In a Comment under the previous post, George demanded “Give us new mites! We like mites!”. Well, okay, but I’ll give you one of the few mites that I loathe, a tick. Here’s a view of the subcapitulum of a Winter Tick, Dermacentor albipictus (Packard, 1869). Sadly, ticks are mites and real mites – members of the Parasitiformes. They also tend to be relatively large – a fully engorged female Winter Tick looks like a big, black marble and is about as big as any mite gets (~1.7 cm). This individual was pretty big, about 7 mm long, but a male and so not interested or even able to engorge.
Male hard ticks (Ixodidae) have their upper side (dorsum) covered by a large, leathery plate called a scutum. In a female, the scutum is much smaller and no hindrance to her body swelling – both stretching and growing new cuticle (without moulting – very rare in arthropods) – as she fills with blood and then eggs. Both do have pretty silvery and brown patterns, though, which makes them ornate ticks, and a square, tooth-like pattern on the posterior margin of the body called festoons. Both also have the diagnostic characters of ticks such as the retrorse teeth on the hypostome (the projection between the palps in the top picture) used to anchor the capitulum (‘little head’) in the skin of a host, slicing chelicerae, a hexapod larval stage and a cluster of pits, pockets and sensory setae on the tarsus I called Haller’s Organ.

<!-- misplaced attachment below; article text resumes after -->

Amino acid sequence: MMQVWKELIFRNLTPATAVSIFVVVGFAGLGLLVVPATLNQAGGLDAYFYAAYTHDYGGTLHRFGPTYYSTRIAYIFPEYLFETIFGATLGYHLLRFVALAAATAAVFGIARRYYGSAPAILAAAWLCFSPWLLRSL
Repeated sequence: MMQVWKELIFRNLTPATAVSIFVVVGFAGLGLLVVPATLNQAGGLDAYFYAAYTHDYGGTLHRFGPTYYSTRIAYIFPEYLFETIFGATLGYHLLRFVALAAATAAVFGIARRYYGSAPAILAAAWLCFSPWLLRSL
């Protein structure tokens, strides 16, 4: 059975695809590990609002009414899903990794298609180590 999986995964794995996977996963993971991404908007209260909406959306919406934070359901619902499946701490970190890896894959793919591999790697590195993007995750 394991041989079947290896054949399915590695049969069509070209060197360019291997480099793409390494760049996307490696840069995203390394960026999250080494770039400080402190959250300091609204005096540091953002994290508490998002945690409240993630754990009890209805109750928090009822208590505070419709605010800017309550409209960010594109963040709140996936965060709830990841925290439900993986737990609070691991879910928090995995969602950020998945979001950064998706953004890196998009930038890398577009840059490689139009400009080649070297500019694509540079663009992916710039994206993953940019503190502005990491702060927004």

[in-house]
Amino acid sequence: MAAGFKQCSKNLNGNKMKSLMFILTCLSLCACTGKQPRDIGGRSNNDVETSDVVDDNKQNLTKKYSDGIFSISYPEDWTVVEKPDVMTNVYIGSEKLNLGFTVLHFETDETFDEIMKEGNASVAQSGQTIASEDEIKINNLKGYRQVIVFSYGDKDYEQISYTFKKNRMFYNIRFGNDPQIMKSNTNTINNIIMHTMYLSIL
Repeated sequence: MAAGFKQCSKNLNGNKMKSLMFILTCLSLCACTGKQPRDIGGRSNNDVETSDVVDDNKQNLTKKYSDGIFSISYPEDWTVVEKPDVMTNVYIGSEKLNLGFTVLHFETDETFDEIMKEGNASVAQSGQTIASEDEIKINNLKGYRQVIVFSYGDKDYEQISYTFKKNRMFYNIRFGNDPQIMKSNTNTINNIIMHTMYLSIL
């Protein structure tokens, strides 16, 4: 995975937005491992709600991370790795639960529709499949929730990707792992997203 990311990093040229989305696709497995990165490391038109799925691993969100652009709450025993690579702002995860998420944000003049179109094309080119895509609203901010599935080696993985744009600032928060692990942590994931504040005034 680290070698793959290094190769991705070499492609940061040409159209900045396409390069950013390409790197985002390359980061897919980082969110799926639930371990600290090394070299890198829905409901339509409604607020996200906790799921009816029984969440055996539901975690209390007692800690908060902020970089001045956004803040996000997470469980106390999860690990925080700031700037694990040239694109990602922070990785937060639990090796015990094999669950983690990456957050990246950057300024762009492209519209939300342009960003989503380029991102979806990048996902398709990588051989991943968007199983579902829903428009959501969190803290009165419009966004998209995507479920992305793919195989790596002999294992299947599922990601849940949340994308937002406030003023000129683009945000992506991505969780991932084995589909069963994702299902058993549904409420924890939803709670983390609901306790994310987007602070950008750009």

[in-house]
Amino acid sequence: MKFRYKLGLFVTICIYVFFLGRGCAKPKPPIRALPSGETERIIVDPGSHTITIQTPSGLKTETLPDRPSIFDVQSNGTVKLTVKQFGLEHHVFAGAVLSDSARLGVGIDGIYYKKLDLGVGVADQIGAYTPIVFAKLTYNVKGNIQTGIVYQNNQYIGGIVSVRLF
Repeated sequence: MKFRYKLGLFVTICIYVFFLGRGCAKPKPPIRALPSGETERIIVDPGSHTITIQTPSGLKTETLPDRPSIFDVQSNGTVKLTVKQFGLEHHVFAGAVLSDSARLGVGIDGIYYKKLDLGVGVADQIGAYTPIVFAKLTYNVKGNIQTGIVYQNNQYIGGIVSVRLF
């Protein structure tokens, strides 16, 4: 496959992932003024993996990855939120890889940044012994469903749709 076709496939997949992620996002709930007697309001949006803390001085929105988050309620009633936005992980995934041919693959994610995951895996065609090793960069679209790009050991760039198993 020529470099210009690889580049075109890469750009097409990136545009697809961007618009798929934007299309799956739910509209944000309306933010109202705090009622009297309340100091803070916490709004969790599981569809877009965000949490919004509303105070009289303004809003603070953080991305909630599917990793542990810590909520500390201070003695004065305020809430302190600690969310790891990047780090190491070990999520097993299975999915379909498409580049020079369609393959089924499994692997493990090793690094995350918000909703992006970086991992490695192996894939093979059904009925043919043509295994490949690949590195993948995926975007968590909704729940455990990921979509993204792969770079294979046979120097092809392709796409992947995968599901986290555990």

One reason I loathe ticks (and also terrestrial leeches) is that they are so blood-thirsty and avariciously desirous of slicing into your skin and regurgitating their secretions into the wound. A tick bite is invariably painful, at least once the tick has gone, and prone to infection. The infections are often delivered by the tick itself – after mosquitoes, no other arthropod group is such a good vector of disease. The feeding by the ticks themselves can be devastating both from paralyzing salivary secretions (as with the related Rocky Mountain Wood Tick or Australian Paralysis Tick) or the general irritation and loss of blood. Moose in Alberta often are covered with tens of thousands of Winter Tick resulting in hair loss, loss of condition and death. The grey, ratty and emaciated moose are called ‘Ghost Moose’ and are a sad sight.
I think that is about all I can stand to say about ticks on a fine Saturday morning. If you would like to learn more about Winter Tick and Ghost Moose, then there is no better place than Bill Samuel’s book:
Bill Samuel. 2004. “White as a Ghost: Winter Ticks & Moose” Federation of Alberta Naturalists.
If you want to learn more about ticks, try the Manual of Acarology 3rd Edition. If you aren’t in too much of a hurry and would like to learn all kinds of interesting (and often disgusting) facts about how ticks and other mites go about their lives, then I can tell you that the 2nd Edition of Mites: Ecology, Evolution & Behaviour was submitted to the publisher at the end of April. Meanwhile, I’ll leave you with a light micrograph of the subcapitulum of a male Winter Tick. You can compare it to the coloured-SEM at the top and decide which you would prefer to visit your dreams.